Russia has committed to equip Tajikistan’s army with modern weapons and to modernise it in general. Source: Ministry of Defence of the Russian Federation / mil.ru
Russia will spend up to $200 million to modernise Tajikistan’s army by 2025 in exchange for maintaining a military base in the strategically important country.
Tajikistan’s President Emomali Rakhmon has promised that, in the autumn, his parliament will ratify an agreement to extend the term of a Russian military base there. Dushanbe had been dragging its feet over the ratification in the hope of getting help with re-equipping its army ahead of the NATO coalition forces’ pullout from neighbouring Afghanistan, according to an expert.
Vladimir Putin has asked defence minister Sergei Shoigu to assess the risks stemming from the coalition forces’ pullout from Afghanistan (scheduled for late 2014) when developing the programme for re-equipping Tajikistan’s army. The programme is to be expanded accordingly in the very near future, Shoigu said.
Rakhmon has promised that Tajikistan’s parliament will ratify agreements on the status and terms of stay of a Russian military base signed in 2012. “Our attitude towards this matter is very serious and we are decidedly committed to fulfilling our obligations,” Tajikistan’s President said. His Russian counterpart added that implementation of the base agreement would be launched soon. “Russia has completed all the requisite procedures in this regard,” Putin said, following the negotiations on August 1.
Last October, the presidents reached an agreement to extend the stay of the 201st military base (Russia’s biggest outside its own territory) during Putin’s visit to Dushanbe. The agreement provided for a 49-year extension (up to 2042), automatically renewable for five-year terms. Under a previous agreement, the base’s term was to run out in 2014.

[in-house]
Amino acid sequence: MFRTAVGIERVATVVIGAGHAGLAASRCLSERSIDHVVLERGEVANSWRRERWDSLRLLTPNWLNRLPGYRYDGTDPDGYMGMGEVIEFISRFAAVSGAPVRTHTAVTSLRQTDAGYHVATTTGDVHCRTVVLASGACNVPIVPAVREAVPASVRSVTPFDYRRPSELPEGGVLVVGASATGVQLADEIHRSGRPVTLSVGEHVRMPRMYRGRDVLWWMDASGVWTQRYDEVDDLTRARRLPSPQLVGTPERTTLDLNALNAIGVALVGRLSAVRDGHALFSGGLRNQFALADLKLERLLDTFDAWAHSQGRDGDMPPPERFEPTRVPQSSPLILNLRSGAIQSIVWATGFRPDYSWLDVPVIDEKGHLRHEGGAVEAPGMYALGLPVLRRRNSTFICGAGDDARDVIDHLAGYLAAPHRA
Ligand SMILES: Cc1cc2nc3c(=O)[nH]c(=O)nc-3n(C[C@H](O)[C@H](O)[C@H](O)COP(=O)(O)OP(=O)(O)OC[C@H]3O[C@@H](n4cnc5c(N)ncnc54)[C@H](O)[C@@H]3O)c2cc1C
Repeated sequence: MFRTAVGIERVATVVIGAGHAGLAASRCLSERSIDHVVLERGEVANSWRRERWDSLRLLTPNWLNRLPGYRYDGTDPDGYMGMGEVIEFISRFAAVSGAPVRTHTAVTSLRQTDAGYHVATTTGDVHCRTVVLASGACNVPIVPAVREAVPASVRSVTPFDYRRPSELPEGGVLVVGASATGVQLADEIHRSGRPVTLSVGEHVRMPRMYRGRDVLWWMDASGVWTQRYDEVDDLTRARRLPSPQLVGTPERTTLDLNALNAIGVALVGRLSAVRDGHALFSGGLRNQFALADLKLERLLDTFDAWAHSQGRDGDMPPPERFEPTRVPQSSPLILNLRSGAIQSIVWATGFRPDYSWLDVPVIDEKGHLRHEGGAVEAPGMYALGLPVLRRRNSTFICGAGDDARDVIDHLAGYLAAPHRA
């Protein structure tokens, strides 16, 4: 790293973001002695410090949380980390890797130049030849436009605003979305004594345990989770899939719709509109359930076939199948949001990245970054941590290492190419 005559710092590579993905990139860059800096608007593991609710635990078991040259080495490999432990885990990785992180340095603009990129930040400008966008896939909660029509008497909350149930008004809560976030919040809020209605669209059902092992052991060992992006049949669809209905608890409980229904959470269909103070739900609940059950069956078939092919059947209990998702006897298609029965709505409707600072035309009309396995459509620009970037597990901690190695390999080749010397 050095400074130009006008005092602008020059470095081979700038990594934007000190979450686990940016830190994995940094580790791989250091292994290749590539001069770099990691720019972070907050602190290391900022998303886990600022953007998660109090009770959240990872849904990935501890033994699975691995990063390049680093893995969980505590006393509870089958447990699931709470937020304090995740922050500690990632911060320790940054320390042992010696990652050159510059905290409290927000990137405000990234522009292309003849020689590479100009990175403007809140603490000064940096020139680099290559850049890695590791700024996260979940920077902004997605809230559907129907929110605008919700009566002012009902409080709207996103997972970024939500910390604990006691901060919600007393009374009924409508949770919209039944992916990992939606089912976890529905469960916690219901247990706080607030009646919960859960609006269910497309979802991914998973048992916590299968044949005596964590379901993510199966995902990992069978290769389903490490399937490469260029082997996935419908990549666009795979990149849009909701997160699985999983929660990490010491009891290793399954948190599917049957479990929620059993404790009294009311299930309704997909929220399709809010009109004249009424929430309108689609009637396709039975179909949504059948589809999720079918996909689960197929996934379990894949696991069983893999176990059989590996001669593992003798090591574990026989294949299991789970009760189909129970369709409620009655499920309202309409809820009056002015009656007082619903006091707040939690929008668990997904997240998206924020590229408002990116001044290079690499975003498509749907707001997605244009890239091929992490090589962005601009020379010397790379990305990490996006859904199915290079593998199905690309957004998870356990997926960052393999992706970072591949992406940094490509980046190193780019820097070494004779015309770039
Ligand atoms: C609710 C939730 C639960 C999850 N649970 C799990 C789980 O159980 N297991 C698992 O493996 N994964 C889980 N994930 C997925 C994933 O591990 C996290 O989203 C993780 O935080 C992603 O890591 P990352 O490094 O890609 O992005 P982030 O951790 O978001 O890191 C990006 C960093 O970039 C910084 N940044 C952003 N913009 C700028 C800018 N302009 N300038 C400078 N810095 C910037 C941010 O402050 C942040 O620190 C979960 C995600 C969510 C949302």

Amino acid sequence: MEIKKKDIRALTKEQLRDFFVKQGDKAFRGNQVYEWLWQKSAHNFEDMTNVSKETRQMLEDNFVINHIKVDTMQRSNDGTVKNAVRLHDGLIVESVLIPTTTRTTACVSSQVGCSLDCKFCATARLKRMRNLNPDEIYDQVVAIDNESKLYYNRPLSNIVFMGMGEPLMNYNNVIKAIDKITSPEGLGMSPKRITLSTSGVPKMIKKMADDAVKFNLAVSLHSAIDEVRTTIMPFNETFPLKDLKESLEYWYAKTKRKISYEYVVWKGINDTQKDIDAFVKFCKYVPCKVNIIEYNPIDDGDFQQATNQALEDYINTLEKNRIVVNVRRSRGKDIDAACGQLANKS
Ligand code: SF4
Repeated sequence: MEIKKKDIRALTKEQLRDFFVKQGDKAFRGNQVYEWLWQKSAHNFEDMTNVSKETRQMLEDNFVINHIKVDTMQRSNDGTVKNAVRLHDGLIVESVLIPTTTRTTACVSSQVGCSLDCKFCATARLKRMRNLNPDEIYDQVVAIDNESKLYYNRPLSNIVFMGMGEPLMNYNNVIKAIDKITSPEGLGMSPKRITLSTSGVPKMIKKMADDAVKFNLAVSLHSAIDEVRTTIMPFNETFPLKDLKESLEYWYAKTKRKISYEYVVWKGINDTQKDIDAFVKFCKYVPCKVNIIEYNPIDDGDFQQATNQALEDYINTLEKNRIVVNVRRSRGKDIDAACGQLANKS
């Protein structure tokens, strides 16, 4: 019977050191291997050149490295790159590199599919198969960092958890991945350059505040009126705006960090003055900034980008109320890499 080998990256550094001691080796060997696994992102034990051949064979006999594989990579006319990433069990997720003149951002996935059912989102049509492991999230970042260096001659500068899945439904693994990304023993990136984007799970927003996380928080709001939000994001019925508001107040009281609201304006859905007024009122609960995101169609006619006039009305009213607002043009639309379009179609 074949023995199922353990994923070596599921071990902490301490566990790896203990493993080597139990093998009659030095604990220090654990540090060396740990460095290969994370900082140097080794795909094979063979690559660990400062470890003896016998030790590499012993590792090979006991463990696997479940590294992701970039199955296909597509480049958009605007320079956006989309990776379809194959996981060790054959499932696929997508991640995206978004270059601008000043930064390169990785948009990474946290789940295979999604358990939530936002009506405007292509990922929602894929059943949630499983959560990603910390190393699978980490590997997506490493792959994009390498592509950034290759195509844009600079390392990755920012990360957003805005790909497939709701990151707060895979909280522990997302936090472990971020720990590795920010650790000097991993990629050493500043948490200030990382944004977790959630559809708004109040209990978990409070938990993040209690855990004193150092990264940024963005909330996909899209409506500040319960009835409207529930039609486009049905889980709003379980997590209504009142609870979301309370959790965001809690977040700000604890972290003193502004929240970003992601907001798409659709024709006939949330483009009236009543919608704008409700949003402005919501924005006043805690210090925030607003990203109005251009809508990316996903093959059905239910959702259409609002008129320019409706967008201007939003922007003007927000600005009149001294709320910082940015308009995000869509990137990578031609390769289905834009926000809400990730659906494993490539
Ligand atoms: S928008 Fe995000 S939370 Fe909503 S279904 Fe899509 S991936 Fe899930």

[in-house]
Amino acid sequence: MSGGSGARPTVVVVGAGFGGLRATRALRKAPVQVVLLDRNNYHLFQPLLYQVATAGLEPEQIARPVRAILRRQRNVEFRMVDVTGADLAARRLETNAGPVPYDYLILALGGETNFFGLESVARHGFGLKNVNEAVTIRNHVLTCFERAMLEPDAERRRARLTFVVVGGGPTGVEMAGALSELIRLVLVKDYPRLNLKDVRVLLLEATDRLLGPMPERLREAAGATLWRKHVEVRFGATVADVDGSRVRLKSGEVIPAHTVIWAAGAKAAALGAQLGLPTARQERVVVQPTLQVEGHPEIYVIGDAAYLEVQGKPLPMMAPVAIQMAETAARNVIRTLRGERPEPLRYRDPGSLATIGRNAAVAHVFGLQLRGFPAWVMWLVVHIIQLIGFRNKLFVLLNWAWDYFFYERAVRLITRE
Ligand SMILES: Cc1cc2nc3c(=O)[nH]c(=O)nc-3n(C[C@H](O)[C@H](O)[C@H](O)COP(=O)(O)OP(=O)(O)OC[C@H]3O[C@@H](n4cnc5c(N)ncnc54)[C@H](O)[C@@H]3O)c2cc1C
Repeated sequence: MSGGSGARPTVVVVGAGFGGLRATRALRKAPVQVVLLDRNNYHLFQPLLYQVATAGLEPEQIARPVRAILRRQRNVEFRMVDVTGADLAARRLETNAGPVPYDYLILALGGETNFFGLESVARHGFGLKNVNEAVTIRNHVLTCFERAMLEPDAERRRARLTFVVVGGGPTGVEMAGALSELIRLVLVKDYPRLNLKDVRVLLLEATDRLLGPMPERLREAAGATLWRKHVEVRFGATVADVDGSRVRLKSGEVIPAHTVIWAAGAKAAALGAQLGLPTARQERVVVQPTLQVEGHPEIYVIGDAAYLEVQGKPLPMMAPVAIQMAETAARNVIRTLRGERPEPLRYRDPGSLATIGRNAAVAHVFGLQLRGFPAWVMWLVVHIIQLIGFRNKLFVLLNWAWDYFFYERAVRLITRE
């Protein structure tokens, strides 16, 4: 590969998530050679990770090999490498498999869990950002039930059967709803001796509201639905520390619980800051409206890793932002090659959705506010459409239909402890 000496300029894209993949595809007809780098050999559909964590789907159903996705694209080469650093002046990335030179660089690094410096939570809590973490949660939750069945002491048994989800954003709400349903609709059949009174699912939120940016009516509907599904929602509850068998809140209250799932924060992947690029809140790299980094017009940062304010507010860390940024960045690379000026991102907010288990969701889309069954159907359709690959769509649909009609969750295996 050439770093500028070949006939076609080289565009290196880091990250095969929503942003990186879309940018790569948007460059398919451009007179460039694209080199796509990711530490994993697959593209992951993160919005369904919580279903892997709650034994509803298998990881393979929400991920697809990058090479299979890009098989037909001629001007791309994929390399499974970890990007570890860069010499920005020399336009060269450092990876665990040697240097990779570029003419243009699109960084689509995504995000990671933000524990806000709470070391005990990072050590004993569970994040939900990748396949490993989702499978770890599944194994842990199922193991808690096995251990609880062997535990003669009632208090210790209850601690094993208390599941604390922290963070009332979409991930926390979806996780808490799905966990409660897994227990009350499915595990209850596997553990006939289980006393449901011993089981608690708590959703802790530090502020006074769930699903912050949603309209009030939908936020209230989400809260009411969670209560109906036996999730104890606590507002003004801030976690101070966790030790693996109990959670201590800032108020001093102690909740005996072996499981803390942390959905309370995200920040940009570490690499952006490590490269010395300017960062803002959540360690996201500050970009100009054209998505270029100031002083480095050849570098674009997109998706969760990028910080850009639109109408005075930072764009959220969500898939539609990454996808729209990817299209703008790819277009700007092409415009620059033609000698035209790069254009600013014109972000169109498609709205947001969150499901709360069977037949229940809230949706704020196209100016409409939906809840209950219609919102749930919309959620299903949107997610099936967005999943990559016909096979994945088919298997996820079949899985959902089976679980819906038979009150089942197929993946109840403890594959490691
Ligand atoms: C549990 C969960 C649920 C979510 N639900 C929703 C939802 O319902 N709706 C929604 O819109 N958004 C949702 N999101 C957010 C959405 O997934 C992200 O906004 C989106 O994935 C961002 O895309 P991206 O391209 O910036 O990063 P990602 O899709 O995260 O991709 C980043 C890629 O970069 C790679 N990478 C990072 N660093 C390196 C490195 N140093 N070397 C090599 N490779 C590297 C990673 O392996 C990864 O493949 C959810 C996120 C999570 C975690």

As before, the new agreement is rent-free.
Instead, Russia has committed to equip Tajikistan’s army with modern weapons and to modernise it in general. It was not reported at the time how much this would cost Russian taxpayers. Putin signed a law on ratification of the agreement in May 2013.
Tajikistan, however, has procrastinated with ratification. Moscow met both conditions set by Dushanbe back in February, as it gave preferential status to Tajik immigrants and lifted export duties on petroleum products exported to Tajikistan.
“Tajikistan wanted to receive additional funds to modernise its army in exchange for ratifying the agreement,” Vladimir Zharikhin, Deputy Director of the CIS Institute, told Gazeta.Ru. “This is a substantial amount for Tajikistan, especially in view of the potential problems arising soon when NATO pulls out from Afghanistan,” he explained. Additionally, a verbal agreement was reached last October on investments in Tajikistan’s hydropower generation. On Thursday, Tajikistan reiterated its interest in four new medium-capacity hydro power plants to be built in the country by Russian companies.
In addition to military cooperation, both presidents again discussed immigration matters. “Remittances from Tajik citizens living and working in Russia play an important role in supporting and developing Tajikistan’s economy. That’s why we discussed cooperation on immigration and agreed to resolve any issues arising in this area quickly, by our combined efforts,” Putin said after the meeting with Rakhmon. Last October, both countries agreed to extend the terms of registration and work permits for immigrant workers.
First published in Russian in Gazeta.ru.
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